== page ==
With that in mind, below you will find a basic protocol for a sandwich ELISA, with the usual qualification that the specific concentrations of capture and detection antibodies you might need to use will need to be optimised for your analyte and reagents, but this guide should get you on the right track.

Reagents:

96-well microplate

Coating buffer: PBS (pH 7.4) or carbonate/bicarbonate (pH9.6) for coating

Washing buffer: PBS + 0.05% Tween-20

Blocking buffer: PBS + 1% BSA

General tip: If adding the same reagent to all wells of a plate, a multichannel pipette can save a huge amount of time.

Plate preparation

  1. Dilute the capture antibody to the manufacturers recommended concentration to make about 10 mL of coating

Antibodies are typically diluted either in PBS or carbonate/bicarbonate buffer. Follow the manufacturer’s instructions.

 

Note: avoid using anything containing BSA/protein, as this will compete with your capture antibody for binding in the plates microwells.

 

  1. Add 100 μL per well of coating solution to the plate.
  2. Cover with a plate sealer and incubate overnight at +4 °C.
  3. Aspirate each well, and wash with 200 μL of wash buffer. Repeat twice more for a total of three washes.

 

Tip: rap the plate smartly on some paper towels after washing to ensure all washing buffer is removed.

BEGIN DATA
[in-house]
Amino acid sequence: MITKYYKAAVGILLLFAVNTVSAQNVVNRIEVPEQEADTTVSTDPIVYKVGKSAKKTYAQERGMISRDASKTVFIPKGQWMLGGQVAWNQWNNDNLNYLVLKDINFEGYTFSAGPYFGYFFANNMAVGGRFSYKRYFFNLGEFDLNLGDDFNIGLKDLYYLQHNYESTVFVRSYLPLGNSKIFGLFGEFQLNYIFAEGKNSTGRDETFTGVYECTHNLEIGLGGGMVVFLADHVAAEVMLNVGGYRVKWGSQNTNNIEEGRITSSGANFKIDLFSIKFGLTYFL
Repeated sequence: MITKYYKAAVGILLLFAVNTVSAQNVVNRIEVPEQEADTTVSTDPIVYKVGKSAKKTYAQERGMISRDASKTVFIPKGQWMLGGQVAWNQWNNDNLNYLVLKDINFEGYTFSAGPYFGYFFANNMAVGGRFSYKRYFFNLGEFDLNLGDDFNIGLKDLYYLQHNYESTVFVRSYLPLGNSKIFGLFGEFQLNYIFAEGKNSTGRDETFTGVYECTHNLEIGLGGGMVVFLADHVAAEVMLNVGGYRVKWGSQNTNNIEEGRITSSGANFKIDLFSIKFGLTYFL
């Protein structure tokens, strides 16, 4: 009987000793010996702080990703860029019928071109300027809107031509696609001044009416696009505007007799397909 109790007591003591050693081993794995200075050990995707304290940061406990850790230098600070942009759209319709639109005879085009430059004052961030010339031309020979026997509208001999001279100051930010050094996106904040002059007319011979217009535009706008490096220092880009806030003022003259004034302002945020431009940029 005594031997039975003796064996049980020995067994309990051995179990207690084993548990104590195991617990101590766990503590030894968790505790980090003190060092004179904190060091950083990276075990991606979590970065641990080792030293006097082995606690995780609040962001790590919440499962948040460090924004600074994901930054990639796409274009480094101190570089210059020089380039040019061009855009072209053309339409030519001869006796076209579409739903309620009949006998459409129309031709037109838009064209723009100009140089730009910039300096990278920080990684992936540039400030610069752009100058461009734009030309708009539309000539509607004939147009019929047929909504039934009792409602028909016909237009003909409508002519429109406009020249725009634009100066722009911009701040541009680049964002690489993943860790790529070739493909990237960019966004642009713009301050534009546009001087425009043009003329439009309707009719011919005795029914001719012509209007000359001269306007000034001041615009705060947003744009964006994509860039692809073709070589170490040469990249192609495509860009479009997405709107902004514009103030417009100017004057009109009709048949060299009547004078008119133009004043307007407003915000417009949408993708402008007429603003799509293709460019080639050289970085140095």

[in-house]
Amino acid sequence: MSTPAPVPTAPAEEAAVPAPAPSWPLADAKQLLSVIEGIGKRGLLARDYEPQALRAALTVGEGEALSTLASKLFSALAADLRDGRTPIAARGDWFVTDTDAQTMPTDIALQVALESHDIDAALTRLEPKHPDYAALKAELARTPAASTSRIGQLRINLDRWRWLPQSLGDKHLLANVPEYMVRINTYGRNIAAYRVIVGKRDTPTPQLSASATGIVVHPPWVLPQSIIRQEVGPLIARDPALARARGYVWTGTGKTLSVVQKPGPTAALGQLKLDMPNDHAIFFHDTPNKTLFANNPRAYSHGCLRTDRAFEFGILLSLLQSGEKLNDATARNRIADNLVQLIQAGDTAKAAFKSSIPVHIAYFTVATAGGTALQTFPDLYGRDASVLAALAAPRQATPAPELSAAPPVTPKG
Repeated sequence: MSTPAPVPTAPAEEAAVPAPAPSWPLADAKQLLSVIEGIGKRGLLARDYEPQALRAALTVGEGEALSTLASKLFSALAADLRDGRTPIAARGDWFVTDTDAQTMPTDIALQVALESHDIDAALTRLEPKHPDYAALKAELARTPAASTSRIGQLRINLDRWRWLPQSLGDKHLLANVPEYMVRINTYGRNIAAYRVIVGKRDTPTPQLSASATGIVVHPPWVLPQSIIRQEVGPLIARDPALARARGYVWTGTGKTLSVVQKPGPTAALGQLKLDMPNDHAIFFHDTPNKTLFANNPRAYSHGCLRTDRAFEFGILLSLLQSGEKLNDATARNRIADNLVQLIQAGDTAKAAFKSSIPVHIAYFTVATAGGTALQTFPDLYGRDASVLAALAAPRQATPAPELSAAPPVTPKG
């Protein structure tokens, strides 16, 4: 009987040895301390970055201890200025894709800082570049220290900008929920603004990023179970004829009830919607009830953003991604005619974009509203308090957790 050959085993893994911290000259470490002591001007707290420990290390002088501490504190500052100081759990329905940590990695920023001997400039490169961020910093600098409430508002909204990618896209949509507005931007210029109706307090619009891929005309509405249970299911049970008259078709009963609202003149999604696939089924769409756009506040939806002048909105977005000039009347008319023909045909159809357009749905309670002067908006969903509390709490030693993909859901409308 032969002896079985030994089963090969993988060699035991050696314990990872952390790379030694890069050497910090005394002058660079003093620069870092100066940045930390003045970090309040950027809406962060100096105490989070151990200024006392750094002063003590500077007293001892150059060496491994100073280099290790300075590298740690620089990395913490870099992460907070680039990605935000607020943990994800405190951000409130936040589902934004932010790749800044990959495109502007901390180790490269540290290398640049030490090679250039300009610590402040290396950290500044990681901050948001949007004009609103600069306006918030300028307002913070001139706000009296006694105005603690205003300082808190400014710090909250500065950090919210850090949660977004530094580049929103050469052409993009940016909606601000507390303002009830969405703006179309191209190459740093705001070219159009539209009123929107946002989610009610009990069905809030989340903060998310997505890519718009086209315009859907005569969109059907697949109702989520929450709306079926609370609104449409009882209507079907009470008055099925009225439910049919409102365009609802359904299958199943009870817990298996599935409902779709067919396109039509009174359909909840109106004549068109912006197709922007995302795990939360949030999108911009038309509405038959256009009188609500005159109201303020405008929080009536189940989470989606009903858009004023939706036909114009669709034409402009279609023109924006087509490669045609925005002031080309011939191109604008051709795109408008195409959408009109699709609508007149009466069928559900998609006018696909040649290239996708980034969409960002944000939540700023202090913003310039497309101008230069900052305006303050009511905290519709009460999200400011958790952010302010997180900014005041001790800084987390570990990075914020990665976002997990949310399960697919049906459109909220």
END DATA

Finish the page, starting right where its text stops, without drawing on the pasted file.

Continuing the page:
1. Add 300 μL of blocking buffer to all wells of the plate and incubate at room temp for at least an hour. Ideally 2-3 hours.

 

This step uses the BSA in solution to bind to any remaining free binding sites in each microwell, ‘blocking’ the detection antibodies, antigen or other samples components from binding non-specifically to the plate.

 

Note: While the plate is blocking, remove samples to thaw and prepare any calibration standards or QC samples and diluted samples (if needed).

Ideally, samples, standards and QC samples (e.g. a high, medium and low) will be added in duplicate to the plate.

Also, this is a great time to prepare a plate plan, so you know which samples should go where. Preparing and following a plate plan ahead of time will save you a lot of trouble.

Assay procedure

  1. Aspirate each well, and wash with 200 μL of wash buffer. Repeat twice more for a total of three washes, as before.
  2. Add 100 μL of samples, standards, QC samples (if using) and samples to each well of the plate according to the plate plan.